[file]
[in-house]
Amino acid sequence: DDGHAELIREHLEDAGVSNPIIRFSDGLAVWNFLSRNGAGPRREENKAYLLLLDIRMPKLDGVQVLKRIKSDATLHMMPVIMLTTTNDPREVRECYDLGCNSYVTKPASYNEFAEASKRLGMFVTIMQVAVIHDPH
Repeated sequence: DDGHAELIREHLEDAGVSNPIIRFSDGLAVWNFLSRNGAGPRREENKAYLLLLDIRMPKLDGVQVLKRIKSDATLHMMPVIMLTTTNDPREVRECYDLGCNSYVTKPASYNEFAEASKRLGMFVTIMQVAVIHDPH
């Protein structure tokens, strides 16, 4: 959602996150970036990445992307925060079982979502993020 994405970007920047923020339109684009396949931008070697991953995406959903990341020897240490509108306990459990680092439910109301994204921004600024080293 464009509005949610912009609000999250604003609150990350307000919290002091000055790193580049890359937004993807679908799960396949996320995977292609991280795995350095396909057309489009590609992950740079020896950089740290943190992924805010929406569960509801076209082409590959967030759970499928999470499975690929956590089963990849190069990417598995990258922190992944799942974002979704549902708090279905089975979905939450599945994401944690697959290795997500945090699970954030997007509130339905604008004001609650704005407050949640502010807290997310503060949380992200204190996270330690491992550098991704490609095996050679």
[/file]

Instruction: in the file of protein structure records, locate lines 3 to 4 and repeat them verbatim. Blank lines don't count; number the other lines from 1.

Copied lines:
Repeated sequence: DDGHAELIREHLEDAGVSNPIIRFSDGLAVWNFLSRNGAGPRREENKAYLLLLDIRMPKLDGVQVLKRIKSDATLHMMPVIMLTTTNDPREVRECYDLGCNSYVTKPASYNEFAEASKRLGMFVTIMQVAVIHDPH
């Protein structure tokens, strides 16, 4: 959602996150970036990445992307925060079982979502993020 994405970007920047923020339109684009396949931008070697991953995406959903990341020897240490509108306990459990680092439910109301994204921004600024080293 464009509005949610912009609000999250604003609150990350307000919290002091000055790193580049890359937004993807679908799960396949996320995977292609991280795995350095396909057309489009590609992950740079020896950089740290943190992924805010929406569960509801076209082409590959967030759970499928999470499975690929956590089963990849190069990417598995990258922190992944799942974002979704549902708090279905089975979905939450599945994401944690697959290795997500945090699970954030997007509130339905604008004001609650704005407050949640502010807290997310503060949380992200204190996270330690491992550098991704490609095996050679």